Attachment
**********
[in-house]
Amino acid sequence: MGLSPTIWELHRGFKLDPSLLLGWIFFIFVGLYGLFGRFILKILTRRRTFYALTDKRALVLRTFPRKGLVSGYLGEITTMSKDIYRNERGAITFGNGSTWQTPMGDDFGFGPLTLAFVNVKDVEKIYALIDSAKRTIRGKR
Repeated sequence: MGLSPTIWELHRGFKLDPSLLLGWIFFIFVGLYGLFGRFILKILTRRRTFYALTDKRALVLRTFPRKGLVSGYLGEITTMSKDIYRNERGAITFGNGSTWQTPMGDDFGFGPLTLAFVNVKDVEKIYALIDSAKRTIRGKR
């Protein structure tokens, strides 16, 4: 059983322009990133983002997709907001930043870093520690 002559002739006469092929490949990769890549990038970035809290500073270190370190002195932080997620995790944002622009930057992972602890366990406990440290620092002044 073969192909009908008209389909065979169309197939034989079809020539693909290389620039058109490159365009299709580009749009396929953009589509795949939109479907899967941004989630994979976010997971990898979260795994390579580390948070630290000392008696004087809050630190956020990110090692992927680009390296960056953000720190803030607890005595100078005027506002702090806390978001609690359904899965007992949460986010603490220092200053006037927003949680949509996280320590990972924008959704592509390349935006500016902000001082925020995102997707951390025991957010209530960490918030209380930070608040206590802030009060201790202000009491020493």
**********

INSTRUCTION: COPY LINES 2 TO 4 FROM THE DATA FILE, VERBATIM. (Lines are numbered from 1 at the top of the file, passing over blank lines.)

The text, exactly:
Amino acid sequence: MGLSPTIWELHRGFKLDPSLLLGWIFFIFVGLYGLFGRFILKILTRRRTFYALTDKRALVLRTFPRKGLVSGYLGEITTMSKDIYRNERGAITFGNGSTWQTPMGDDFGFGPLTLAFVNVKDVEKIYALIDSAKRTIRGKR
Repeated sequence: MGLSPTIWELHRGFKLDPSLLLGWIFFIFVGLYGLFGRFILKILTRRRTFYALTDKRALVLRTFPRKGLVSGYLGEITTMSKDIYRNERGAITFGNGSTWQTPMGDDFGFGPLTLAFVNVKDVEKIYALIDSAKRTIRGKR
């Protein structure tokens, strides 16, 4: 059983322009990133983002997709907001930043870093520690 002559002739006469092929490949990769890549990038970035809290500073270190370190002195932080997620995790944002622009930057992972602890366990406990440290620092002044 073969192909009908008209389909065979169309197939034989079809020539693909290389620039058109490159365009299709580009749009396929953009589509795949939109479907899967941004989630994979976010997971990898979260795994390579580390948070630290000392008696004087809050630190956020990110090692992927680009390296960056953000720190803030607890005595100078005027506002702090806390978001609690359904899965007992949460986010603490220092200053006037927003949680949509996280320590990972924008959704592509390349935006500016902000001082925020995102997707951390025991957010209530960490918030209380930070608040206590802030009060201790202000009491020493």